But a need for success doesn't translate into actual success, and Sony has a heap of challenges ahead of it. After the Xperia Play debacle, the carriers aren't eager to bet too heavily on the company. Sony may have a strong brand when it comes to video games, but it's a nonentity in the phone world.

The Xperia Ion, meanwhile, enters a crowded market with stepped up efforts from the likes of Nokia and HTC, both of which are looking to re-establish their previously strong positions.

Sony goes it alone
Sony hopes it can avoid the mistakes of the past.

Sony was confident enough in its own prowess that it shelled out $1.47 billion to buy out Ericsson's stake in their joint venture . The thinking was that Sony could better help the business if it was one of its own units, as opposed to an independent operation.

"The problem that Sony Ericsson had was that it was at least a half step removed from Sony," Greengart said. "That's no longer an excuse."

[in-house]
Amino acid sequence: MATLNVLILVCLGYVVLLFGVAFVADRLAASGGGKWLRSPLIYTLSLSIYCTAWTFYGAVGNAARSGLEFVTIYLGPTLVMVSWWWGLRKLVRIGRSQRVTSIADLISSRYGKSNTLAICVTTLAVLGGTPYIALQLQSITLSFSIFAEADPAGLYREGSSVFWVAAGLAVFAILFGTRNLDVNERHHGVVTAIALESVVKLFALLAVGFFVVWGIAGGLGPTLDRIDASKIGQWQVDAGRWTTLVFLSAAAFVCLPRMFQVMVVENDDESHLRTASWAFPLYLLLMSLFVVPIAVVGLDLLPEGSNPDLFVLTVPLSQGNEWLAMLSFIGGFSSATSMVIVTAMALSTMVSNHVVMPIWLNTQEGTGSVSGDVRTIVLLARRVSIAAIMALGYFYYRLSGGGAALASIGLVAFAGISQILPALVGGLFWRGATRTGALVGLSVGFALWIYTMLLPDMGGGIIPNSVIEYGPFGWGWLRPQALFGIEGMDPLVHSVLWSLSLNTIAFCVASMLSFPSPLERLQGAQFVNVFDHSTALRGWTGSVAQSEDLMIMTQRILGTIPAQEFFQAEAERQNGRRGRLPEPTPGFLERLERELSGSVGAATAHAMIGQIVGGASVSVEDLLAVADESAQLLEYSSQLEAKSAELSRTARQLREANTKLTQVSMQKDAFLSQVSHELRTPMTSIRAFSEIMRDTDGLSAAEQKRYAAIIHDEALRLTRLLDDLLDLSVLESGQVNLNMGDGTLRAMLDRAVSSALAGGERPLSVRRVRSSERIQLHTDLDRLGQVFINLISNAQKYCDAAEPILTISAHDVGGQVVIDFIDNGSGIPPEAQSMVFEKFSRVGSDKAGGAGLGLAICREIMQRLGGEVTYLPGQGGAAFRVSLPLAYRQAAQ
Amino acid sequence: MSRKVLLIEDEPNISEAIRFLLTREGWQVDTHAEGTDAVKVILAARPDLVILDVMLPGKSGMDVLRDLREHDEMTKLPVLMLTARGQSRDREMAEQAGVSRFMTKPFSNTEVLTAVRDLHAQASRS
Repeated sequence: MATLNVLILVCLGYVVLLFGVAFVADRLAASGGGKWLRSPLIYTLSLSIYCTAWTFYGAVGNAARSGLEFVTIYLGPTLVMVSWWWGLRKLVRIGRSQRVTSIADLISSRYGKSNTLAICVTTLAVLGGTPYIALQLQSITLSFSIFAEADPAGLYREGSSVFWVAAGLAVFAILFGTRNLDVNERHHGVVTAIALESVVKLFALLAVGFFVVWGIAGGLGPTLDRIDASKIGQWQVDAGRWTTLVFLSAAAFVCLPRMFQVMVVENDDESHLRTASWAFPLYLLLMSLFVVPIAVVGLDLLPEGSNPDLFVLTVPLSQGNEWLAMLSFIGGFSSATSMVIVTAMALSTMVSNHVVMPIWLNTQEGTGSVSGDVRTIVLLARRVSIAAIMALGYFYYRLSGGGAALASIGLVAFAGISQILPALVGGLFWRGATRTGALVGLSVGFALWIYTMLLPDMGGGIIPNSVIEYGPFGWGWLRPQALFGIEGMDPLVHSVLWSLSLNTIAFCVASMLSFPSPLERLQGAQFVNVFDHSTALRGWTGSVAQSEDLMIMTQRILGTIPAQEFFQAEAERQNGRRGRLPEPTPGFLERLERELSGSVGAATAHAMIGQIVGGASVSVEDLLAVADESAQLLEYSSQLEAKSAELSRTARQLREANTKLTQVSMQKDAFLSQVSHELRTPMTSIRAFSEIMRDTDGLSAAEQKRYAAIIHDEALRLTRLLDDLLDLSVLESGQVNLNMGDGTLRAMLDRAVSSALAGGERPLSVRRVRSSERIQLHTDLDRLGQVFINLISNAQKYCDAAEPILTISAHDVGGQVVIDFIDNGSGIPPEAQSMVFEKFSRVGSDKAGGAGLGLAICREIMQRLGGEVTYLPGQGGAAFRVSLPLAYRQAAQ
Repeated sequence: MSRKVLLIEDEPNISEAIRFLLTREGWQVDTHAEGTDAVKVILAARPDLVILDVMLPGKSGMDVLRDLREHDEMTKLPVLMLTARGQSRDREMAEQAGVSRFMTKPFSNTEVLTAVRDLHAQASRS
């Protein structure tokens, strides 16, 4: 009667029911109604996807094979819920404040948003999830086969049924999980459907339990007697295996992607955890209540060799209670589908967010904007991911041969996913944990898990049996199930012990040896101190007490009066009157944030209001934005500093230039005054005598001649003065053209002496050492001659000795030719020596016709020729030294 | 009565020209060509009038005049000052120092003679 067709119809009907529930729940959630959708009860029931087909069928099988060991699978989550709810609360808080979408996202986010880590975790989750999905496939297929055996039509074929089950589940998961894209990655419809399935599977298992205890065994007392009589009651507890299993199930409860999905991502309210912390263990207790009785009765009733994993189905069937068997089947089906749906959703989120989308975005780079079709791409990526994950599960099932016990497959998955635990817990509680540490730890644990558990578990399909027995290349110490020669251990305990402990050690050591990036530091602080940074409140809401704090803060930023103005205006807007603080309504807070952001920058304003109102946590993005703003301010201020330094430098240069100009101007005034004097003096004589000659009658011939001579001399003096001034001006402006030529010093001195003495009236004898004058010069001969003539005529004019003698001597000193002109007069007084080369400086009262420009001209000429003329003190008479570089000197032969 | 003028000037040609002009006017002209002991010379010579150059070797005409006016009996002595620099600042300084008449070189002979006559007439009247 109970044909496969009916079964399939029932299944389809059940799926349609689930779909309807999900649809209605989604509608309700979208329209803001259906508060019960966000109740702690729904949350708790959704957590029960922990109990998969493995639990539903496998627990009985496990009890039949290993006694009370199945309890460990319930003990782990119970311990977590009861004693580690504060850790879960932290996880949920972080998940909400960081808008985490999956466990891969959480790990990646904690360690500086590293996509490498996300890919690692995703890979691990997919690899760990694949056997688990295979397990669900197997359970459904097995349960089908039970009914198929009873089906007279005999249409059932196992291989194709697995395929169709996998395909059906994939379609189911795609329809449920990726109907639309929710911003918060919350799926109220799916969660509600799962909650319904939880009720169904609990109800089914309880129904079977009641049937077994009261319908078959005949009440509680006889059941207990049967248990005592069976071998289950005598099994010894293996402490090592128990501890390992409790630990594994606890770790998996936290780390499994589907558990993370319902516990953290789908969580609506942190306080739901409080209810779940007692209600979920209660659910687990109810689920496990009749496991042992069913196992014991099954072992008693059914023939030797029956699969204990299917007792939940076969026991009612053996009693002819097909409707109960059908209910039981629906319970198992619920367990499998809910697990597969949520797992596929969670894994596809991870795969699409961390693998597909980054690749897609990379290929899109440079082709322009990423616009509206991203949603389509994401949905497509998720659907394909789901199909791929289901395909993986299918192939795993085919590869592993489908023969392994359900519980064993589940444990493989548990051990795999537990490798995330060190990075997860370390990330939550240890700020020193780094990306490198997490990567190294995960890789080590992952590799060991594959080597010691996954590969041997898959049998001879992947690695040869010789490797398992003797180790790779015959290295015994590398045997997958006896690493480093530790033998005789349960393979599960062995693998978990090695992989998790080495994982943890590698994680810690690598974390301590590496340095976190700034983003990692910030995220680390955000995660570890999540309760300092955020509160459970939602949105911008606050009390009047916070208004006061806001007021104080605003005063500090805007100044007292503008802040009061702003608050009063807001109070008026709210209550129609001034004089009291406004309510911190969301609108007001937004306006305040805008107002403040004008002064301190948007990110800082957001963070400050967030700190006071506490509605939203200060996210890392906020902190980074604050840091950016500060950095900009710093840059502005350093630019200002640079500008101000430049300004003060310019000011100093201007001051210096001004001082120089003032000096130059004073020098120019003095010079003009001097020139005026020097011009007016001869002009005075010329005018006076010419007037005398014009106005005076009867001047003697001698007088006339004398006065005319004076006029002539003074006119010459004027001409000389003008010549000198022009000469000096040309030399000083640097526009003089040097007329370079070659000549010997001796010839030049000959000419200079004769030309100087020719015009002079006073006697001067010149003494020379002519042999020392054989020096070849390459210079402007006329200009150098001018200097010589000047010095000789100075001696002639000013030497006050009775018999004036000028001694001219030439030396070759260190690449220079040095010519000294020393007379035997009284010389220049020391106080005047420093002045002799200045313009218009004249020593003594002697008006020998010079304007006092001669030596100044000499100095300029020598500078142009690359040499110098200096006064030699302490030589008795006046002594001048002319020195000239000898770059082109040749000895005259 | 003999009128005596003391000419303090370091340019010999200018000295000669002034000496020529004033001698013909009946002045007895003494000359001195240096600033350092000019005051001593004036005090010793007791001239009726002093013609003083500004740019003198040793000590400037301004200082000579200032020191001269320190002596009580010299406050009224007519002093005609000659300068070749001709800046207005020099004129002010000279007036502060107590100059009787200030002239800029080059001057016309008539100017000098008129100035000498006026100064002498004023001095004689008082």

Sony hopes to exploit its internal expertise to create a better phone. The Xperia Ion is the first example. The phone features a video engine from its Bravia television line for sharper colors and better images, an image sensor from its camera line, and access to the Playstation name via its online store of Playstation-certified games (which aren't compatible with its actual current Playstation systems).

Sony Ericsson thought it had a winner with the Playstation-inspired Xperia Play. But the phone was seen as a poor mash-up of a clunky Android phone and game controller, and failed to make an impression on consumers. Verizon Wireless had high hopes for the device, but it quickly hit the bargain bin just as AT&T began selling it.

Sneeden acknowledged that the Xperia Play focused on a niche gaming audience that was too small to support a major phone release.

Unlike the Play, the Ion has broad appeal with decent specifications, a slimmer -- if pedestrian -- design, and 4G LTE. With AT&T, it has a large carrier partner and distribution outlet. The biggest selling point is its price tag. At $99.99, Sony believes it has a compelling product.

Lackluster carrier support
Whether anyone else believes the Xperia Ion is compelling is another matter. Sony may have a fair amount of enthusiasm for the phone, but others may not share that view.